I know, and I know of friends who have been in the same situation, that when one is at a certain stage in the break-through in one's industry, one's knowledge of finance might not be quite as great as one's knowledge of what one does for a living. It is at that time, when the big break-through should be coming that the needs for finance are greatest. Here we are providing the greatest, broadest possible incentive for further growth and expansion which will be of immense benefit to this kind of firm.

As both my right hon. Friend the Chief Secretary and my hon. Friend the Member for Heywood and Royton (Mr. Barnett) have shown, the driving, thrusting, growing companies will now easily be able to calculate their liability to Corporation Tax. Many directors of firms who are not particularly knowledgeable in matters of finance will also be able to calculate how much they will be able to have for retention, how much they will be able to plough back and, without going to their accountant again and again, they will be able to project in the years ahead the kind of growth that they will have.

In the past, however, one of the difficulties of encouraging retention and consequent growth has been that a capital gain has been created. The greater the growth encouraged by the Chancellor, the greater the possibility of avoidance. Now, because of the provisions of the Capital Gains Tax, the encouragement to growth is quite unlimited and the Chancellor can offer the opportunities to go full speed ahead to invest every penny, if a company so desires, in the knowledge that it will not be inhibited by any legislation that would otherwise have to be introduced to promote a certain degree of fairness.

The one aspect that has not pleased me a great deal, although I understand the difficulties, has been the effective reduction in the investment allowances. We know that, as my hon. Friend the Member for Birkenhead (Mr. Dell) said, one of the country's great needs is for an increase in our capacity.

We know that long before we get to the main stages of a boom our capacity is fully utilised in so many of our exporting industries, and one of the arguments that should be noised abroad is that there is no possibility whatever of this country devaluing. No Chancellor would be so foolish as to do that, because we do not have the extra capacity to make use of such devaluation. If we devalued there would not be the increase in capacity which would permit of effective devaluation, and this is why the argument for devaluation was so easily set aside last November.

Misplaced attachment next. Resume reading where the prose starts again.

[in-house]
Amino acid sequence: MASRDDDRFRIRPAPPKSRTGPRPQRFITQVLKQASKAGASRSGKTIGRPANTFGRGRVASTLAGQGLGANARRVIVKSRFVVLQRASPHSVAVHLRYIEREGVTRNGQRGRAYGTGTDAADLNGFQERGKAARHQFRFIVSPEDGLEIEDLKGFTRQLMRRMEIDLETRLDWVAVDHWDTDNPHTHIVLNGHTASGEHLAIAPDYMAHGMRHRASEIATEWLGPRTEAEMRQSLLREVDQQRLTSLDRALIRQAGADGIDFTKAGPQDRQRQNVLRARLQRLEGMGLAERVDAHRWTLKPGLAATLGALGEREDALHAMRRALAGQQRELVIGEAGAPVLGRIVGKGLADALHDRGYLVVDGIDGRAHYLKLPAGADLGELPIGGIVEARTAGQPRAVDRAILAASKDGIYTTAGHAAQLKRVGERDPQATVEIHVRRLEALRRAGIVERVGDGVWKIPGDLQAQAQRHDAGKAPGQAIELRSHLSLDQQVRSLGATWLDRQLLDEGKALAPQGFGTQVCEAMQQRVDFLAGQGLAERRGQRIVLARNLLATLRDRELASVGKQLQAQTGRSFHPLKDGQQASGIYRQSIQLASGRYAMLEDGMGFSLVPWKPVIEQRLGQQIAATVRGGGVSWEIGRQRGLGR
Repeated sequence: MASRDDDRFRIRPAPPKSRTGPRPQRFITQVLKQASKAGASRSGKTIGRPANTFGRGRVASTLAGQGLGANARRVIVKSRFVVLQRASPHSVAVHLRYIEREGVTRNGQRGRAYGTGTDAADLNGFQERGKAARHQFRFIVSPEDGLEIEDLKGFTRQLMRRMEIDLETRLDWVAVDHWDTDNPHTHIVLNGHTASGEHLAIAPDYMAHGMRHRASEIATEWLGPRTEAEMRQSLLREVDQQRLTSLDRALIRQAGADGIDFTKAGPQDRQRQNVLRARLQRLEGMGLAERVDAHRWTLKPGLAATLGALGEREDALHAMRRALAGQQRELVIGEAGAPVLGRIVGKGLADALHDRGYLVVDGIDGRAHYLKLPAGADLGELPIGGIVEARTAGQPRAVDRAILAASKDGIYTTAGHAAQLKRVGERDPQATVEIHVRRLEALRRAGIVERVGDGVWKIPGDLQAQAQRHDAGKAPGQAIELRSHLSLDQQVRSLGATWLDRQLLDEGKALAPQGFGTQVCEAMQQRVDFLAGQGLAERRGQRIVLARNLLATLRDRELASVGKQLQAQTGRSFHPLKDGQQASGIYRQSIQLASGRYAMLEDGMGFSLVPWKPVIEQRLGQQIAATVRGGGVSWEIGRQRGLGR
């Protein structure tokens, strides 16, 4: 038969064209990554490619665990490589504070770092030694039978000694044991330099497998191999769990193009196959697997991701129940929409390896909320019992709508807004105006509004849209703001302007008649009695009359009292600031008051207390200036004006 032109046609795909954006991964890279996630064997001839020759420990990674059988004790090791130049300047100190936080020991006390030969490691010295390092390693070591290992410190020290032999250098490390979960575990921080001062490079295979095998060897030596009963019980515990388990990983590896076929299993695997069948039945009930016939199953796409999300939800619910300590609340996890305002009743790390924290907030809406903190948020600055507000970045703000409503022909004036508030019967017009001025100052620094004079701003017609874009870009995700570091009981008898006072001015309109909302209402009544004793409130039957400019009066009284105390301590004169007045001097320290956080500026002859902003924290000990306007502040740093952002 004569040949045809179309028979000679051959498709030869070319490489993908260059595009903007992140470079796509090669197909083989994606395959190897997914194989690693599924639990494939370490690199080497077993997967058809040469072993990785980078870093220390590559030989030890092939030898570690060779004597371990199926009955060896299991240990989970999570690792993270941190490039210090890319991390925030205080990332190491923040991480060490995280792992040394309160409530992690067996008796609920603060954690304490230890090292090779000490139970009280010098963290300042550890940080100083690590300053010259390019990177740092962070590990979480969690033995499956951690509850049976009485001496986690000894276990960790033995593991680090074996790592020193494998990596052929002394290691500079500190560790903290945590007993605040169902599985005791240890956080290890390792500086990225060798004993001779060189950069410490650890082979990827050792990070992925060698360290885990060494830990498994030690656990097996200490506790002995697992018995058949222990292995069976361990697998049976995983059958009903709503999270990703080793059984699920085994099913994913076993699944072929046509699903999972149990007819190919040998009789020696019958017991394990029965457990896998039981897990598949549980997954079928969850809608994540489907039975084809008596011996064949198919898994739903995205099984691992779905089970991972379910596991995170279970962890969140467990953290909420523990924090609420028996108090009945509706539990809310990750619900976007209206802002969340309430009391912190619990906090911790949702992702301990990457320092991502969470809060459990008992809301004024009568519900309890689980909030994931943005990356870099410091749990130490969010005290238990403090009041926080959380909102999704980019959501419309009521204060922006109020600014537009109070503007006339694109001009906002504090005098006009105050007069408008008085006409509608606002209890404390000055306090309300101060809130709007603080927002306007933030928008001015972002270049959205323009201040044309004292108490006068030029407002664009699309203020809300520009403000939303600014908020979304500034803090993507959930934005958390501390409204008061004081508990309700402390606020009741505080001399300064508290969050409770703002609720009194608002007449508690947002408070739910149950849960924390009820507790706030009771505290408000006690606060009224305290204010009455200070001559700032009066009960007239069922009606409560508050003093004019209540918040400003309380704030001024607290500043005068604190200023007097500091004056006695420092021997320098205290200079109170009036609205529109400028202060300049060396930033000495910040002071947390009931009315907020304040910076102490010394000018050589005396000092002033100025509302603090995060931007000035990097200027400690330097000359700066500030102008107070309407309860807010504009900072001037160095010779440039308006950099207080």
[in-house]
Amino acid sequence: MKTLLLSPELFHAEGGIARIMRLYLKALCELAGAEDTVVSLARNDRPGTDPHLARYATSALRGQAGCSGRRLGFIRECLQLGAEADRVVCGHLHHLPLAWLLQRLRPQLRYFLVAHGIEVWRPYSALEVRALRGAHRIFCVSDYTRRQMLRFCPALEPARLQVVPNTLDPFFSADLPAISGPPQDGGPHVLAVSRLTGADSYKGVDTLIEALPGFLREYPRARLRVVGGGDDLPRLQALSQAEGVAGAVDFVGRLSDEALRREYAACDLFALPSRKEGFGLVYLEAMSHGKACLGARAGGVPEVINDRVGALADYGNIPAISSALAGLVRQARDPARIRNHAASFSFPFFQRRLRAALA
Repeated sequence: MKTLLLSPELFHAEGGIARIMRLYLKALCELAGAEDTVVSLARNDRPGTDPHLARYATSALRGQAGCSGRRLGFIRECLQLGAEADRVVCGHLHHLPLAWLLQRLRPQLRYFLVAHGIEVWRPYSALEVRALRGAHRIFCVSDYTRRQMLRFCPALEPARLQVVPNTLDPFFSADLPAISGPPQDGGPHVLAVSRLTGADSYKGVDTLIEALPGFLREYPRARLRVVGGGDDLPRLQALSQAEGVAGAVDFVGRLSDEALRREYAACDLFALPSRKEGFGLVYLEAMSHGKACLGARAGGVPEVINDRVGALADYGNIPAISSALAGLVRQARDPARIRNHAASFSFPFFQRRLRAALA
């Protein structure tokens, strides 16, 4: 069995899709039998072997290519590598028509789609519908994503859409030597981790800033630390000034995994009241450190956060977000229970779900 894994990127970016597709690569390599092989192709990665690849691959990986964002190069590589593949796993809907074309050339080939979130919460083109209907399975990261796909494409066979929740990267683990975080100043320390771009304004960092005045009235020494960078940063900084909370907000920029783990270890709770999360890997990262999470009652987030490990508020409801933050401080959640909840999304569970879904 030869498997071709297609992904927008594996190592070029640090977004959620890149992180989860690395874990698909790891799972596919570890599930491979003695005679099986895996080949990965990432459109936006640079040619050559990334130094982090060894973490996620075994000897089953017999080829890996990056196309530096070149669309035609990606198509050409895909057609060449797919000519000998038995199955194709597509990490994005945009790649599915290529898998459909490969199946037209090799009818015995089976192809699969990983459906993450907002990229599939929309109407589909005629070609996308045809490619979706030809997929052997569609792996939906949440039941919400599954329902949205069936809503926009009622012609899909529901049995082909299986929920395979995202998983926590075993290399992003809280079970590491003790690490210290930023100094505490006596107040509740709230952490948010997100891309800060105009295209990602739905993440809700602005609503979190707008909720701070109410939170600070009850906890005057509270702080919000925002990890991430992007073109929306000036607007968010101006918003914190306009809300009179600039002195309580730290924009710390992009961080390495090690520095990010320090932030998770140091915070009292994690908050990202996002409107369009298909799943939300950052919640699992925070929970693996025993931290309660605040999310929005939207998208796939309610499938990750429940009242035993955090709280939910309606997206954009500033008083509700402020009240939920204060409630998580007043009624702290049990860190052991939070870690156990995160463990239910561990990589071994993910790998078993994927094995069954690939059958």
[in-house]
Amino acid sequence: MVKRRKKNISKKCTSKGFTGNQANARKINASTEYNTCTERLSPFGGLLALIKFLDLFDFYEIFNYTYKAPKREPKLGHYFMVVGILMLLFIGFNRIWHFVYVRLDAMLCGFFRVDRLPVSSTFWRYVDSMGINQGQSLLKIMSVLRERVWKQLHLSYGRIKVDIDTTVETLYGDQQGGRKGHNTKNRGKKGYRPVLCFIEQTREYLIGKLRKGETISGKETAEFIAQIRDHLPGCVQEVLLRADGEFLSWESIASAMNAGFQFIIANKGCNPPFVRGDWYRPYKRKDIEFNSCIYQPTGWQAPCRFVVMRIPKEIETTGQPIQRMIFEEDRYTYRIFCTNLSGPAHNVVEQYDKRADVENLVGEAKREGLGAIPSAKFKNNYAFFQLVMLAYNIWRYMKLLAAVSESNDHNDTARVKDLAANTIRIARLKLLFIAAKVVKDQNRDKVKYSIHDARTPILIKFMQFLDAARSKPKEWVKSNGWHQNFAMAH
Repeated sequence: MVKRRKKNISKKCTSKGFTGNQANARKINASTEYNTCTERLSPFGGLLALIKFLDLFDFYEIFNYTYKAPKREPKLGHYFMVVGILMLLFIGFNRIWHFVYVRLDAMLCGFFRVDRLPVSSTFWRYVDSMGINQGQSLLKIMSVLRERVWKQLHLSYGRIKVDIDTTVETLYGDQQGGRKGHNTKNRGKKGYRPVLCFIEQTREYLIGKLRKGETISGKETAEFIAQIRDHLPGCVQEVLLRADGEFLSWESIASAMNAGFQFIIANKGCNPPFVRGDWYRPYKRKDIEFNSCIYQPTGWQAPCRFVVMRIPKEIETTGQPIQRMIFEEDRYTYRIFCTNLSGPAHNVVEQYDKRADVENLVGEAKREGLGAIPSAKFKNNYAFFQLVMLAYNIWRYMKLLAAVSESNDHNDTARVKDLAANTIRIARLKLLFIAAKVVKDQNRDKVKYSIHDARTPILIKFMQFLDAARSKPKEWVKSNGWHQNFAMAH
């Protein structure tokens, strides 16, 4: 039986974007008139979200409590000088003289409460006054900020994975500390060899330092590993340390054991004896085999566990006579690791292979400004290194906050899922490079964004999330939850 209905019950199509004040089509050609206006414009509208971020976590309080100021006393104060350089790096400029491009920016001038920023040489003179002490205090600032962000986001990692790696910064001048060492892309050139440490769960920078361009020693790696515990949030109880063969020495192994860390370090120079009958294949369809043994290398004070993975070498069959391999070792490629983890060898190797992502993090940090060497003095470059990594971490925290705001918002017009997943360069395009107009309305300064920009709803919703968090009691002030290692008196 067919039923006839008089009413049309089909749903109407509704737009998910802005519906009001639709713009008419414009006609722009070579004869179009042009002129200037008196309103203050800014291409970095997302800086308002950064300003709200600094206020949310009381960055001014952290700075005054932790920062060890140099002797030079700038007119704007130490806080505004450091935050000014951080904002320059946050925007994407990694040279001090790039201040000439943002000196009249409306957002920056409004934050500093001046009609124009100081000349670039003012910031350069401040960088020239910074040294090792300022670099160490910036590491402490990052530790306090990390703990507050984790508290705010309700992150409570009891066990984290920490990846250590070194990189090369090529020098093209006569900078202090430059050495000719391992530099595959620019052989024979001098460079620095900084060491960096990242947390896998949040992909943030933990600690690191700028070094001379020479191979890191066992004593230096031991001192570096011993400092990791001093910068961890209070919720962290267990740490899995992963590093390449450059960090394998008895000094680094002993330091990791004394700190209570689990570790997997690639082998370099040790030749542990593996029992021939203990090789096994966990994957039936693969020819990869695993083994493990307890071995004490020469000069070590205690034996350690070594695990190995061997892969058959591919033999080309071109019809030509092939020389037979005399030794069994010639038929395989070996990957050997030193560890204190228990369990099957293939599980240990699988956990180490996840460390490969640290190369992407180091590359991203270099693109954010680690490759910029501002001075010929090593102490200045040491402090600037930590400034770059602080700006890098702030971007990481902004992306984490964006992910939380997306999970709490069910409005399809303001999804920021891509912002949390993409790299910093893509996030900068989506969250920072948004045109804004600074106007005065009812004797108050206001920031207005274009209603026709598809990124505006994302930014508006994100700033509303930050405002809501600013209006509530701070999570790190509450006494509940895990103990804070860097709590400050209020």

We must make sure that we increase capacity. Total Government assistance for investment in industry is not as high as it should be. At the moment, £322 million is provided by way of investment allowances. The initial allowances conceal a certain effective subsidy, in that in real terms they are essentially loans which are repaid when the investment is sold. A certain proportion of the initial allowances are repaid when the investment is sold, and that subsidy, as an interest on the loan, probably works out at about £30 million. That is an approximate figure worked out on the basis of the interest on the loan effectively created by the initial allowances.

The annual allowances also conceal some broad subsidy. They are really depreciation allowances. They allow for a more rapid depreciation than is generally common in industry, so here again we get the effect of a concealed loan, and the interest on that loan is of some account.

The total incentive for investment is therefore about £370 million. On 10th May, 1965, my hon. and learned Friend the Financial Secretary said: The Corporation Tax will serve a useful purpose, if only because it will put a brake on the growth of this relief"— he was referring to the allowances for investment— while a review is undertaken to see whether this is the most profitable way in which to secure the increased efficiency of British industry, which is our common aim. I suggest that the House should await the outcome of that review."—[OFFICIAL REPORT, 10th May, 1965; Vol. 712, c. 55–6.] We know that the Corporation Tax has effectively cut the value of all these capital allowances from the figure that I have quoted of about £370 million annually to about £240 million, an effective cut of about £130 million. This might seem a very savage cut in what is obviously an important section of our economy, but we know that the Corporation Tax itself gives an encouragement to higher retentions and subsequent investment, and this may effectively offset, or more than offset, the cut.

My calculations show that if there is an extra retention of 9 per cent. as a result of the Corporation Tax, and this is subsequently invested, the investment provided by that 9 per cent. will be equal to the full incentives we had under the old system of allowances. This minimum of 9 per cent. is extremely probable, and will almost surely be exceeded. If that is the case, Corporation Tax will not hit investment, but will promote it.